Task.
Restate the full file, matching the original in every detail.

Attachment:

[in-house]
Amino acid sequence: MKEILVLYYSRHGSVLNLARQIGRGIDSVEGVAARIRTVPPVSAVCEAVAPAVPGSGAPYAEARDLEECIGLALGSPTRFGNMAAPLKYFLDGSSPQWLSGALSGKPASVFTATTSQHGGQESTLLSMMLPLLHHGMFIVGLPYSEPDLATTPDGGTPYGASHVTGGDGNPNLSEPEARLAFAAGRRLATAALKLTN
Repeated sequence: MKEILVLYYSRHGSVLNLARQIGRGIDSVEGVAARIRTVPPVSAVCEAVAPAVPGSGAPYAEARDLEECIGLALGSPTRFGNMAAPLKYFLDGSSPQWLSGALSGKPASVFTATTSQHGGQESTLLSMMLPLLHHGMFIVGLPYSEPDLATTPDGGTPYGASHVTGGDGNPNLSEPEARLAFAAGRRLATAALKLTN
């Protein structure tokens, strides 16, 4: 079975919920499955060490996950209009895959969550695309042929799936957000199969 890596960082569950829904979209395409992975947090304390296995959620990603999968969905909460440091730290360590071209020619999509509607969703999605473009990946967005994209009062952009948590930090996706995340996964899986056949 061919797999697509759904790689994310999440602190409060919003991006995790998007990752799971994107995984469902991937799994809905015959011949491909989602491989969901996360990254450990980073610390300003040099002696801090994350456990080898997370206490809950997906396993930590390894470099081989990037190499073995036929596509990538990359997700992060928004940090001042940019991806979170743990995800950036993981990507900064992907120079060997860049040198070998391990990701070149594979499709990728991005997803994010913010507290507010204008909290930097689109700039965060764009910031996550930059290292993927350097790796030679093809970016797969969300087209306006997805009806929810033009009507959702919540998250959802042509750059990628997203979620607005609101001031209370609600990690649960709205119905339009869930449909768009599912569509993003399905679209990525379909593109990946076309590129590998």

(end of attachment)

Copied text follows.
[in-house]
Amino acid sequence: MKEILVLYYSRHGSVLNLARQIGRGIDSVEGVAARIRTVPPVSAVCEAVAPAVPGSGAPYAEARDLEECIGLALGSPTRFGNMAAPLKYFLDGSSPQWLSGALSGKPASVFTATTSQHGGQESTLLSMMLPLLHHGMFIVGLPYSEPDLATTPDGGTPYGASHVTGGDGNPNLSEPEARLAFAAGRRLATAALKLTN
Repeated sequence: MKEILVLYYSRHGSVLNLARQIGRGIDSVEGVAARIRTVPPVSAVCEAVAPAVPGSGAPYAEARDLEECIGLALGSPTRFGNMAAPLKYFLDGSSPQWLSGALSGKPASVFTATTSQHGGQESTLLSMMLPLLHHGMFIVGLPYSEPDLATTPDGGTPYGASHVTGGDGNPNLSEPEARLAFAAGRRLATAALKLTN
């Protein structure tokens, strides 16, 4: 079975919920499955060490996950209009895959969550695309042929799936957000199969 890596960082569950829904979209395409992975947090304390296995959620990603999968969905909460440091730290360590071209020619999509509607969703999605473009990946967005994209009062952009948590930090996706995340996964899986056949 061919797999697509759904790689994310999440602190409060919003991006995790998007990752799971994107995984469902991937799994809905015959011949491909989602491989969901996360990254450990980073610390300003040099002696801090994350456990080898997370206490809950997906396993930590390894470099081989990037190499073995036929596509990538990359997700992060928004940090001042940019991806979170743990995800950036993981990507900064992907120079060997860049040198070998391990990701070149594979499709990728991005997803994010913010507290507010204008909290930097689109700039965060764009910031996550930059290292993927350097790796030679093809970016797969969300087209306006997805009806929810033009009507959702919540998250959802042509750059990628997203979620607005609101001031209370609600990690649960709205119905339009869930449909768009599912569509993003399905679209990525379909593109990946076309590129590998």